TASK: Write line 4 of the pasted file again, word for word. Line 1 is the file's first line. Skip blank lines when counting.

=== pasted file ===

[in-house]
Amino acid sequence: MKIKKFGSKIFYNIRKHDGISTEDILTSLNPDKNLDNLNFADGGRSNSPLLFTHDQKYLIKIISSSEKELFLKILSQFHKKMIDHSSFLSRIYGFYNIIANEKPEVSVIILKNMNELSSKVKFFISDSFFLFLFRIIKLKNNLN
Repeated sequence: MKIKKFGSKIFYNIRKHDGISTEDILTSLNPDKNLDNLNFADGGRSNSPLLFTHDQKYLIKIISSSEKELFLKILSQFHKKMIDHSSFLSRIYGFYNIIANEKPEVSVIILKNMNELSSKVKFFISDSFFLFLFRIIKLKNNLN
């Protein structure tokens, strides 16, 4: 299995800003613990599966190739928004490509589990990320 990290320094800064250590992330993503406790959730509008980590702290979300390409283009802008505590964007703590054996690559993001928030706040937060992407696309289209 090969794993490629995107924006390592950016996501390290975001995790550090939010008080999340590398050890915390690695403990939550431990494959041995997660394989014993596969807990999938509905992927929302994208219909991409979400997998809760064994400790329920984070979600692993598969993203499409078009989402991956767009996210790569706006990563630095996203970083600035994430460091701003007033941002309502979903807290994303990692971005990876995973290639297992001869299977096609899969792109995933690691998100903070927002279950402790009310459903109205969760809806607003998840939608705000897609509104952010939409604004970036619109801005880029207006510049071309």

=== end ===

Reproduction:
């Protein structure tokens, strides 16, 4: 299995800003613990599966190739928004490509589990990320 990290320094800064250590992330993503406790959730509008980590702290979300390409283009802008505590964007703590054996690559993001928030706040937060992407696309289209 090969794993490629995107924006390592950016996501390290975001995790550090939010008080999340590398050890915390690695403990939550431990494959041995997660394989014993596969807990999938509905992927929302994208219909991409979400997998809760064994400790329920984070979600692993598969993203499409078009989402991956767009996210790569706006990563630095996203970083600035994430460091701003007033941002309502979903807290994303990692971005990876995973290639297992001869299977096609899969792109995933690691998100903070927002279950402790009310459903109205969760809806607003998840939608705000897609509104952010939409604004970036619109801005880029207006510049071309």